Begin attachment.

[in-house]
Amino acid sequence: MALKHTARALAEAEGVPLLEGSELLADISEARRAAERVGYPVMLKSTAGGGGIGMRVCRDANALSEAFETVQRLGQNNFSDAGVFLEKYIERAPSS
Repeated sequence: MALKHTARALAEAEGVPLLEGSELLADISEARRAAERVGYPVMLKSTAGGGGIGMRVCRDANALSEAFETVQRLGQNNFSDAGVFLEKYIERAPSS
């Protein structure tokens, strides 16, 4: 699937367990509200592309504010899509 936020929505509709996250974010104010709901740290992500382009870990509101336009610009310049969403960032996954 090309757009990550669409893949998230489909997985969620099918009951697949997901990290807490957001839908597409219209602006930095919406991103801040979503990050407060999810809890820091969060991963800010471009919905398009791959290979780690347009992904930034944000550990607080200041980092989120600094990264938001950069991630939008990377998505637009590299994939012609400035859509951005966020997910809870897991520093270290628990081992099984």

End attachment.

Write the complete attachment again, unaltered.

[in-house]
Amino acid sequence: MALKHTARALAEAEGVPLLEGSELLADISEARRAAERVGYPVMLKSTAGGGGIGMRVCRDANALSEAFETVQRLGQNNFSDAGVFLEKYIERAPSS
Repeated sequence: MALKHTARALAEAEGVPLLEGSELLADISEARRAAERVGYPVMLKSTAGGGGIGMRVCRDANALSEAFETVQRLGQNNFSDAGVFLEKYIERAPSS
């Protein structure tokens, strides 16, 4: 699937367990509200592309504010899509 936020929505509709996250974010104010709901740290992500382009870990509101336009610009310049969403960032996954 090309757009990550669409893949998230489909997985969620099918009951697949997901990290807490957001839908597409219209602006930095919406991103801040979503990050407060999810809890820091969060991963800010471009919905398009791959290979780690347009992904930034944000550990607080200041980092989120600094990264938001950069991630939008990377998505637009590299994939012609400035859509951005966020997910809870897991520093270290628990081992099984």